Teenage popstar Justin Bieber is no longer more influential than US President Barack Obama, according to a website that claims to measure online influence.
Since 2008, Klout has ranked social media users with a score between 1 and 100 to represent how much influence they exert.
Until recently, Bieber had a perfect 100 while Obama was on 94.
However, the website has undergone a major overhaul recently - mainly by pulling in data from Wikipedia entries to better reflect a person's status in the real world - and the US President now outscores the popstar by 99 to 92.
How Klout works
- The Klout Score, as it is known, is now based on 400 variables, including:
- How many Twitter followers a user has.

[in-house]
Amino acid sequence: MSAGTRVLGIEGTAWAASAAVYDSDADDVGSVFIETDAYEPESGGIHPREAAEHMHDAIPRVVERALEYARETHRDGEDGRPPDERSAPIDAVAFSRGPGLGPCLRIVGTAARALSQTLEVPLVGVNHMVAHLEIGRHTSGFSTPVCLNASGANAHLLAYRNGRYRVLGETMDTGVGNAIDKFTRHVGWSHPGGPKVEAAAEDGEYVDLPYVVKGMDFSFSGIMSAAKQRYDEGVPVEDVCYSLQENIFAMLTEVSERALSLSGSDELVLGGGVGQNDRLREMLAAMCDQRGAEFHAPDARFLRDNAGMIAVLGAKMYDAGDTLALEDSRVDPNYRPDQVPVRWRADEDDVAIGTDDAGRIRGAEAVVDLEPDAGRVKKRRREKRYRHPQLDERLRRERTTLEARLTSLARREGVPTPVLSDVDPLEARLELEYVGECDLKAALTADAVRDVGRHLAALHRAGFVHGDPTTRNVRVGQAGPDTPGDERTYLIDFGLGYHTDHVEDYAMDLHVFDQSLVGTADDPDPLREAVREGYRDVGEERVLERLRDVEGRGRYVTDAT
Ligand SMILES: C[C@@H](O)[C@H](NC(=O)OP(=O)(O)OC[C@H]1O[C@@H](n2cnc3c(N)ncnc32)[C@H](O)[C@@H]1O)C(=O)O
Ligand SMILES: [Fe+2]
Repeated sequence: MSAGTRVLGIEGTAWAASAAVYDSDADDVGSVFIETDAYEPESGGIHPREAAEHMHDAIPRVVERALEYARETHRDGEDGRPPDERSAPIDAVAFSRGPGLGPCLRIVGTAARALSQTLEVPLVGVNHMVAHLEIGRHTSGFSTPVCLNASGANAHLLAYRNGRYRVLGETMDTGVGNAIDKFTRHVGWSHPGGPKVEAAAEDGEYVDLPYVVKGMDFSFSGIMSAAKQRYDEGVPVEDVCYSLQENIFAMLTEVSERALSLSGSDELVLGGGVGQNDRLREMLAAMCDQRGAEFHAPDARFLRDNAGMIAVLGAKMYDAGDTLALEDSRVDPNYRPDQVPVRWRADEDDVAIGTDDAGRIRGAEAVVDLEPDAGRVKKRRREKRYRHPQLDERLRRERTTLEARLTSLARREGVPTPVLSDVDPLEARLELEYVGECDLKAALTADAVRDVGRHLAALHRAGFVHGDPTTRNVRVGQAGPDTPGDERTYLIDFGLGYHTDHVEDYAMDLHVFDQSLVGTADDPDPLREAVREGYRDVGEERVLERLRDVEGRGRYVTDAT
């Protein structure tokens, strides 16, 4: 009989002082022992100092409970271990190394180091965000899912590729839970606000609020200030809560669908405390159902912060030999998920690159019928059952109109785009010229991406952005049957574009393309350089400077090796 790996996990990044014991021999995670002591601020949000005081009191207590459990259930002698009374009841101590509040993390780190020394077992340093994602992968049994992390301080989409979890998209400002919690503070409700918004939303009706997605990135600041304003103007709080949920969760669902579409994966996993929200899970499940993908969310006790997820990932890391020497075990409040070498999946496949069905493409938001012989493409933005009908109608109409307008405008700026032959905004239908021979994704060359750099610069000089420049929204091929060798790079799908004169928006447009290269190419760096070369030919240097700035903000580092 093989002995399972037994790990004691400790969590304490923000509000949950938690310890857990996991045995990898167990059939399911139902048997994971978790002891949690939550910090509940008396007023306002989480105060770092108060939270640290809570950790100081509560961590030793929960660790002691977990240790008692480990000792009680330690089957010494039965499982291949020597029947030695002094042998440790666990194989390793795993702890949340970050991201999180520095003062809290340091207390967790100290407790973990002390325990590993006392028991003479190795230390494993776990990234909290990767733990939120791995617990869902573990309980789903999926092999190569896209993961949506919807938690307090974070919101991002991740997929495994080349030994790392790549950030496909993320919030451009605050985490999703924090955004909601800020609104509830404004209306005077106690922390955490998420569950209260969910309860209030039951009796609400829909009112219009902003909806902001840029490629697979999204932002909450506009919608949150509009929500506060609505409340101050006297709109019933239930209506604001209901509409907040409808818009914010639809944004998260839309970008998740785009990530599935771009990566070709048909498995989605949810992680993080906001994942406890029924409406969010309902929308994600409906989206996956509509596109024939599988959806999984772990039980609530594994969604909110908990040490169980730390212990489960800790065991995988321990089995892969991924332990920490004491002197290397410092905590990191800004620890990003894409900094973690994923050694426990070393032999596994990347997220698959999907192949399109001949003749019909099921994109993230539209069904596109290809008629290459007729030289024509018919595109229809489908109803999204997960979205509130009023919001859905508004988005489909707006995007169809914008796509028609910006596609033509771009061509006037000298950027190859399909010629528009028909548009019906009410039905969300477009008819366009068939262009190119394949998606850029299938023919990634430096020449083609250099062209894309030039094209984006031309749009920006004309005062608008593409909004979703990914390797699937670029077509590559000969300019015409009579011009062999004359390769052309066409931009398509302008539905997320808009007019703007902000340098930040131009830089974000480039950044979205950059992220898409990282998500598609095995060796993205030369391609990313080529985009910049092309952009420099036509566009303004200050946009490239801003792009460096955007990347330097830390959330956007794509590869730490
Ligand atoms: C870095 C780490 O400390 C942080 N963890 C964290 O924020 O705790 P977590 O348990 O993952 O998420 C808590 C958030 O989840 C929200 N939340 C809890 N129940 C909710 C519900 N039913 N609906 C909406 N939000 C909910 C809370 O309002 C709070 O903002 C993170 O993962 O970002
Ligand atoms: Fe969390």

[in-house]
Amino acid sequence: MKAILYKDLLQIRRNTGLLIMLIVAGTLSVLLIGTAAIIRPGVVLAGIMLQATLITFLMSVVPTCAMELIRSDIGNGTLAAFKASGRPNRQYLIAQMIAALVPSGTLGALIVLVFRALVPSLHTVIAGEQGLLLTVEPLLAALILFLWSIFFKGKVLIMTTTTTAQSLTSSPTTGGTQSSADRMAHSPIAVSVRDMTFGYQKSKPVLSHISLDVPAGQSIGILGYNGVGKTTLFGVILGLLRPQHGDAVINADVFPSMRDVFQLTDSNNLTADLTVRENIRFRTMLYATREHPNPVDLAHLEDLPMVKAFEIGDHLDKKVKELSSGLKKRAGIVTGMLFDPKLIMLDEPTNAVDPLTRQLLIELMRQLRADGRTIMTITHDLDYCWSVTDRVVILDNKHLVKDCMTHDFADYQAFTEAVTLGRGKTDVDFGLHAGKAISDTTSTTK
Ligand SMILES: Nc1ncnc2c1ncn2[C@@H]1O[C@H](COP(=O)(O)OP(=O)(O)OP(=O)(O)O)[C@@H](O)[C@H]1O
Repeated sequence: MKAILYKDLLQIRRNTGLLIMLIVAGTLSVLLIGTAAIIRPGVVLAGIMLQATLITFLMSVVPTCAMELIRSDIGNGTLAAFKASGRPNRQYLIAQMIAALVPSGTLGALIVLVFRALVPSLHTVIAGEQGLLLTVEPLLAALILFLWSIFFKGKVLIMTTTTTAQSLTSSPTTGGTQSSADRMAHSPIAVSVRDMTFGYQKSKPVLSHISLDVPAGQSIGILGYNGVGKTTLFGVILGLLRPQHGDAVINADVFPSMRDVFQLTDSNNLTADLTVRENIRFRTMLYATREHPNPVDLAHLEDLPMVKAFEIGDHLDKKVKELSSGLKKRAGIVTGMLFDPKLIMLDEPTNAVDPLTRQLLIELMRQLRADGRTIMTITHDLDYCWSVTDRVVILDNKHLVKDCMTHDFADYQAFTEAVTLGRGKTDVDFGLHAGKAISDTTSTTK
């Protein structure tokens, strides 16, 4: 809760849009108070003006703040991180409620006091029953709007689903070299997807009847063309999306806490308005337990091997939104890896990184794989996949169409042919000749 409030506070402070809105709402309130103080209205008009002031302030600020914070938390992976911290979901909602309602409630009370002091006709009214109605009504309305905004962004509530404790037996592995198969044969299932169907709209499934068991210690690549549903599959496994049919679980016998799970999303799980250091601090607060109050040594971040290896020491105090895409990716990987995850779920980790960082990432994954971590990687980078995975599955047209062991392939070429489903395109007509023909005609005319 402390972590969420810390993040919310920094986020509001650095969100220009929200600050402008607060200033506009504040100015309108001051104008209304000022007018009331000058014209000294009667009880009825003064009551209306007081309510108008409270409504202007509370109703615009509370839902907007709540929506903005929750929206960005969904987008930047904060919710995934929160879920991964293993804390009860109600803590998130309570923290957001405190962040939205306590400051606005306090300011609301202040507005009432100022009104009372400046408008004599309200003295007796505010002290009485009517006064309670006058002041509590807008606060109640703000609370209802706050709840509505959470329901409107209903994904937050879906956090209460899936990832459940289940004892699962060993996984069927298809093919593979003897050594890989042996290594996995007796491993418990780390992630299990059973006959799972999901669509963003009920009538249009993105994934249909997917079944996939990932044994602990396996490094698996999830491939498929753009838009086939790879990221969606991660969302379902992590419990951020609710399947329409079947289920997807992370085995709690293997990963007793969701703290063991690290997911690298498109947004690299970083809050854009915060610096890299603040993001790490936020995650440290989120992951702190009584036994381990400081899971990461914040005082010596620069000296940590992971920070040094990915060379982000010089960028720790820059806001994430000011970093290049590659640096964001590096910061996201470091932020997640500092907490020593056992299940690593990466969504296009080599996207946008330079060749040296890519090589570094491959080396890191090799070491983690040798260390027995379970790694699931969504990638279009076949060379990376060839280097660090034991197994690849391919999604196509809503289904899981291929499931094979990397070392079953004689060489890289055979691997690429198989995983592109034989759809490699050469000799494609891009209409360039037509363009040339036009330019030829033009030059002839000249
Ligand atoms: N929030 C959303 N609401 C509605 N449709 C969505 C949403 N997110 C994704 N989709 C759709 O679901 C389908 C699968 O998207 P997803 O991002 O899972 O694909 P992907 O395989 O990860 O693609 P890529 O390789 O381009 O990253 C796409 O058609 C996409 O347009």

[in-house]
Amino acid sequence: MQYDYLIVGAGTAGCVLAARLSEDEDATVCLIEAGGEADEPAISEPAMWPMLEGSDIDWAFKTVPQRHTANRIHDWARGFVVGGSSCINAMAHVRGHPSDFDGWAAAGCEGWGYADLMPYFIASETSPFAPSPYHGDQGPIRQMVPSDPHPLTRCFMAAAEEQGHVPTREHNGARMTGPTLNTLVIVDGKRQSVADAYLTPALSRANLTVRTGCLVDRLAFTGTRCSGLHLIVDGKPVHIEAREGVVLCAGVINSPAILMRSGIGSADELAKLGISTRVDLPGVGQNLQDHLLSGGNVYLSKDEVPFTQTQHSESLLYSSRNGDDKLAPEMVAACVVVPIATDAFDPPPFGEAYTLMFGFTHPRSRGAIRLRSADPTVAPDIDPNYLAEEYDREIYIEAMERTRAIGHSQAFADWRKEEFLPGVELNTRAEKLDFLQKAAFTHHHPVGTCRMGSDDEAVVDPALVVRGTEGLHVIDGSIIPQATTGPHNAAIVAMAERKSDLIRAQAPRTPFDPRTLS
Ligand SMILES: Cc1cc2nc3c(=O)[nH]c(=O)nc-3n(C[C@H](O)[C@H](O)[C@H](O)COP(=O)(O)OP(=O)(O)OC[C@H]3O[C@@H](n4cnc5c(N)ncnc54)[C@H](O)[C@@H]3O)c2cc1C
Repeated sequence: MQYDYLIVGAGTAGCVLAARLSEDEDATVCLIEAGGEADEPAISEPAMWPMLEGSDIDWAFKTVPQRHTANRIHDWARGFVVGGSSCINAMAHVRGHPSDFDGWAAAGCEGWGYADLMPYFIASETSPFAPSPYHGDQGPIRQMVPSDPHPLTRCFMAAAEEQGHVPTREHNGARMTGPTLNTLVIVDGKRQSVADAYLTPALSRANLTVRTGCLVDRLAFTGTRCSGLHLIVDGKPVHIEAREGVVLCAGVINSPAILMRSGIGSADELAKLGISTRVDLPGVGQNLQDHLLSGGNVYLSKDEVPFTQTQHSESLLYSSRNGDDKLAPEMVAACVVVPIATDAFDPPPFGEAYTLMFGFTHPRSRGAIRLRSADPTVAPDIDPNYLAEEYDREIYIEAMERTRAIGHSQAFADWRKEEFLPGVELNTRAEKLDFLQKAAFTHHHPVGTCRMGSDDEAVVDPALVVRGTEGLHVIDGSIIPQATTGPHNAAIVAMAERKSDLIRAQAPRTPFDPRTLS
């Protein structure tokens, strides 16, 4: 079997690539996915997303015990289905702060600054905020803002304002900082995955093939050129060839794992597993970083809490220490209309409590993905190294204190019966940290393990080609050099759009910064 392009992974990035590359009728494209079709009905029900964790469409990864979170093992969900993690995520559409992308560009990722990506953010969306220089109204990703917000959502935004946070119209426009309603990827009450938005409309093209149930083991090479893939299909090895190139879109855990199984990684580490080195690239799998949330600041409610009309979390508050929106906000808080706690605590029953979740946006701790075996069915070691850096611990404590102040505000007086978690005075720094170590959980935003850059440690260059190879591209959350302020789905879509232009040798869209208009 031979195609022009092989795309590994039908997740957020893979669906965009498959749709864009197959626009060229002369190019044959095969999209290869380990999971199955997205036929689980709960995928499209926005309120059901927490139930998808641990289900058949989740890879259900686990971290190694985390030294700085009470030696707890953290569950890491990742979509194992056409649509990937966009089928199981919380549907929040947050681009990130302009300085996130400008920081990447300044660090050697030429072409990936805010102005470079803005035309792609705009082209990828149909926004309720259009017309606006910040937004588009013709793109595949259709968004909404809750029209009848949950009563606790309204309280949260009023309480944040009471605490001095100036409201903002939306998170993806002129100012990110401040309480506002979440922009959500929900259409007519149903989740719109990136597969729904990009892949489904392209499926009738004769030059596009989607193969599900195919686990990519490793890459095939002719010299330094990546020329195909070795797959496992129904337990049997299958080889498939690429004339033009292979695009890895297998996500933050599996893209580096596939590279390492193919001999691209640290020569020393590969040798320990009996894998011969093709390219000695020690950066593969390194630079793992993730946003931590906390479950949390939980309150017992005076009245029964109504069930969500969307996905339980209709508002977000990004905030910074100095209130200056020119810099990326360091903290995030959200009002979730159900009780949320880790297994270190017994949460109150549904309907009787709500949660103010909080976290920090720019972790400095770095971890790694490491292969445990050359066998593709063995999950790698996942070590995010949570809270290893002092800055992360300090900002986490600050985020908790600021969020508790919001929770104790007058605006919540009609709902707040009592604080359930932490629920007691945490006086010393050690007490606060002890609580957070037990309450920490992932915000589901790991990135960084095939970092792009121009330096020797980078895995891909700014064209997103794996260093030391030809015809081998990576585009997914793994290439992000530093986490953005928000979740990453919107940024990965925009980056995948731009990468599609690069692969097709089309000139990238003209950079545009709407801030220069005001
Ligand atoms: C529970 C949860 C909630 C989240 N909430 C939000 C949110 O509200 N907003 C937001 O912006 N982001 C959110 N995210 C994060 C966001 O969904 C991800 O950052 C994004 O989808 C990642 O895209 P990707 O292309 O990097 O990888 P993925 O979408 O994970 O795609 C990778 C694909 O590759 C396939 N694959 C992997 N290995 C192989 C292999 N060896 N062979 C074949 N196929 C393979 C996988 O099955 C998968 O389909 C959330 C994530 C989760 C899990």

- How often a person's Twitter or Facebook post gets re-circulated.
- Analysis of a person's LinkedIn profile - for example, a user whodescribes themselves as a company "vice president" or other high-level title may find their Klout score boosted.
The overhaul began in January as part of the company's efforts to address criticism that the score did not accurately portray the influence a person has in the real world.
The result is that Klout now processes 12 billion bits of data every day from social networks including Facebook, Google Plus and Tumblr, up from 1 billion just months ago.
Klout, which sells insights about web users to companies, has caught the attention of major advertisers including carmakers such as Chevrolet who want to identify influential people tweeting about cars, and market to them directly.
How Obama and Bieber compare on Twitter
- Number of followers: Obama - over 18.5m; Bieber - over 26.6m.
- Number of tweets: Obama - over 5,300; Bieber - over 17,700.
- Number of people they are following: Obama - over 674,000; Bieber - over 123,000.